L.Opdyke French Aeroplanes Before the Great War (Schiffer)
Deleted by request of (c)Schiffer Publishing
It is difficult to trace the work of Charles Guillebaud, since his name was spelled in various ways from 1908 to 1912 in journals and on postcards: Guilbaud, Gillebaud, Guilbeau, or even Guisbaud. And he worked in Rouen as well as Le Havre, along the Seine; moreover, the published descriptions of his machines were generally highly whimsical! But all these names were probably the same man, and the machines the same machine.
Guillebaud's single tandem monoplane was called Armorique, after the ancient name for Brittany; it was designed in 1908 and probably tested as late as 1910. The designer meant to build an amphibian which would descend slowly and safely in case of engine failure: built of "artificial bamboo," the machine was very light. The 2 wings were separated only by their own chord's width, each with significant dihedral rising from the keel of the triangular hull and then curving gracefully downward at the ends. A long tail-boom carried the tail, a long tapered cruciform box open at the back end. The tractor propeller was set at the tip of the pointed nose; the machine stood poised on 4 small wheels.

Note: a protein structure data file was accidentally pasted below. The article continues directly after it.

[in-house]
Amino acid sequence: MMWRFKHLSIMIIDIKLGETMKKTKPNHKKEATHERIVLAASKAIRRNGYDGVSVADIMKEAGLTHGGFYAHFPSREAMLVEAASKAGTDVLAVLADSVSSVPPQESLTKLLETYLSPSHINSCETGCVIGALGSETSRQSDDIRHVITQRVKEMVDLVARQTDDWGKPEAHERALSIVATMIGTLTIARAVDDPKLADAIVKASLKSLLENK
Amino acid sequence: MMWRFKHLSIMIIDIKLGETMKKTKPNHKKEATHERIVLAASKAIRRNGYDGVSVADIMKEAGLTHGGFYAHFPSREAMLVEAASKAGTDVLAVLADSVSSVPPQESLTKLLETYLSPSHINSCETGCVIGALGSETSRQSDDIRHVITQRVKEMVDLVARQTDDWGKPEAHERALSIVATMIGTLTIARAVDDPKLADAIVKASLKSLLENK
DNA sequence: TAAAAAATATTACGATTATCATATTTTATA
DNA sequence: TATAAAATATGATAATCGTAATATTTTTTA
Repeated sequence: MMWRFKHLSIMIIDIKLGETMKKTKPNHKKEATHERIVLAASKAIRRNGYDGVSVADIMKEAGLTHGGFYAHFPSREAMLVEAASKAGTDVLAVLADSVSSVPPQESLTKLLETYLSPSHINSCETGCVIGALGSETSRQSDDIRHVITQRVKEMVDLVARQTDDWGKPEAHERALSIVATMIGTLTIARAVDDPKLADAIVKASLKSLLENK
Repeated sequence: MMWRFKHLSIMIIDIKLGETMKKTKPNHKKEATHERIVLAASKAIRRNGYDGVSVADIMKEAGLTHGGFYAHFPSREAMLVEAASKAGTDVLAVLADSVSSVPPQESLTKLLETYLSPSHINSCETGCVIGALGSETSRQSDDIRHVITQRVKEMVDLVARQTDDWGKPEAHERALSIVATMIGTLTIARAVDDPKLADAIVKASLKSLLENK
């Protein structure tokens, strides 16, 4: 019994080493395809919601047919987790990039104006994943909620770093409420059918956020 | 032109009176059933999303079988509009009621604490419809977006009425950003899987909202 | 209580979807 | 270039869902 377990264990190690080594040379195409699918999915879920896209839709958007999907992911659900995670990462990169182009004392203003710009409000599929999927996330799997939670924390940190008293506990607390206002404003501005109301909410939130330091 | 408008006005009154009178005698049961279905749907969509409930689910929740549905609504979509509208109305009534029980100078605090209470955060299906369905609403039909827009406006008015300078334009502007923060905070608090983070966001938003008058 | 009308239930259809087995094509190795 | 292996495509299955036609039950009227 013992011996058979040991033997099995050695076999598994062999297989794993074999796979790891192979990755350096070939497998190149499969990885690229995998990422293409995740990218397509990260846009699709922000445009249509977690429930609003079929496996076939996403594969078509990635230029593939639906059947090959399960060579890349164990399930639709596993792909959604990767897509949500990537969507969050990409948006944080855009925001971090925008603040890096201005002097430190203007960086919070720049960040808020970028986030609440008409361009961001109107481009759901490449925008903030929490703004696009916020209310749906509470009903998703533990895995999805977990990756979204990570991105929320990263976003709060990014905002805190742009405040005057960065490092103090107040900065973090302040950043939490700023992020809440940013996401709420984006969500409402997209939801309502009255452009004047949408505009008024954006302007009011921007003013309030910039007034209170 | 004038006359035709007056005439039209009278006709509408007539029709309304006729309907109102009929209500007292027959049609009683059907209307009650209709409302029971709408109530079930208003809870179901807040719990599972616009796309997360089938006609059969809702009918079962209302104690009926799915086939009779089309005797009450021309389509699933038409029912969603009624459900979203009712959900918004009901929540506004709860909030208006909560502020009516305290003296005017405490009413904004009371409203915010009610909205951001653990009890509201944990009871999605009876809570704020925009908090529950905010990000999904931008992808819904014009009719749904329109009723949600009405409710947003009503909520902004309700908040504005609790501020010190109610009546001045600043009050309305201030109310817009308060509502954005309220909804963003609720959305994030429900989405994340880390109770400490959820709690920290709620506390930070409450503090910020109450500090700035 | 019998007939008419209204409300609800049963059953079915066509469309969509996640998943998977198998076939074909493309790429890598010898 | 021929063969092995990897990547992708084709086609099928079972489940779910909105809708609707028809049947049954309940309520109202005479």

(Length: 13 m; gross weight: 220 kg; 11 hp motor)
Guillebaud later founded a flying school in Rouen; it is reported that early in September 1910 he managed to fly 10 m before crashing in an aeroplane powered by a 25 hp Anzani - probably not the Armorique but a Caudron. In 1911 he claimed to be designing an all-metal machine "to be outstandingly quick," with a lifting surface of 30 sqm, but nothing further was heard of it, or of Guillebaud.